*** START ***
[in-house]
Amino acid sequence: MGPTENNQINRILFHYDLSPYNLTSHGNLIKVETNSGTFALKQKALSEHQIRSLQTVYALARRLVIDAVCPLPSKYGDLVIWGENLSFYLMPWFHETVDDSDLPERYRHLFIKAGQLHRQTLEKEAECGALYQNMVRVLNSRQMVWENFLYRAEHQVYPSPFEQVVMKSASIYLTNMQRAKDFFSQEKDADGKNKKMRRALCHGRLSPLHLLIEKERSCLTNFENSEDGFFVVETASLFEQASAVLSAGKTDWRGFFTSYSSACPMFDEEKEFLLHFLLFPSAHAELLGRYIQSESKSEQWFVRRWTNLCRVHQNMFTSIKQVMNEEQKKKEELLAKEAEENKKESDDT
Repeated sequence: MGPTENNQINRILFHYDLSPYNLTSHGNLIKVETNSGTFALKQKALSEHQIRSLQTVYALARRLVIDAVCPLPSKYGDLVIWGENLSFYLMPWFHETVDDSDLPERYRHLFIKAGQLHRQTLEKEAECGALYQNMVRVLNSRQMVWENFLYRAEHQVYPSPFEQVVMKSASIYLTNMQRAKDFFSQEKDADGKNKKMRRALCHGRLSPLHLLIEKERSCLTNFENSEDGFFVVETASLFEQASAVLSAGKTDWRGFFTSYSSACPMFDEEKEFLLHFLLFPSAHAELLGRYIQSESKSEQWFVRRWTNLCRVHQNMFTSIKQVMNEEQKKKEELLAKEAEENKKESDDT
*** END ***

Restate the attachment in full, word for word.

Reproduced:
[in-house]
Amino acid sequence: MGPTENNQINRILFHYDLSPYNLTSHGNLIKVETNSGTFALKQKALSEHQIRSLQTVYALARRLVIDAVCPLPSKYGDLVIWGENLSFYLMPWFHETVDDSDLPERYRHLFIKAGQLHRQTLEKEAECGALYQNMVRVLNSRQMVWENFLYRAEHQVYPSPFEQVVMKSASIYLTNMQRAKDFFSQEKDADGKNKKMRRALCHGRLSPLHLLIEKERSCLTNFENSEDGFFVVETASLFEQASAVLSAGKTDWRGFFTSYSSACPMFDEEKEFLLHFLLFPSAHAELLGRYIQSESKSEQWFVRRWTNLCRVHQNMFTSIKQVMNEEQKKKEELLAKEAEENKKESDDT
Repeated sequence: MGPTENNQINRILFHYDLSPYNLTSHGNLIKVETNSGTFALKQKALSEHQIRSLQTVYALARRLVIDAVCPLPSKYGDLVIWGENLSFYLMPWFHETVDDSDLPERYRHLFIKAGQLHRQTLEKEAECGALYQNMVRVLNSRQMVWENFLYRAEHQVYPSPFEQVVMKSASIYLTNMQRAKDFFSQEKDADGKNKKMRRALCHGRLSPLHLLIEKERSCLTNFENSEDGFFVVETASLFEQASAVLSAGKTDWRGFFTSYSSACPMFDEEKEFLLHFLLFPSAHAELLGRYIQSESKSEQWFVRRWTNLCRVHQNMFTSIKQVMNEEQKKKEELLAKEAEENKKESDDT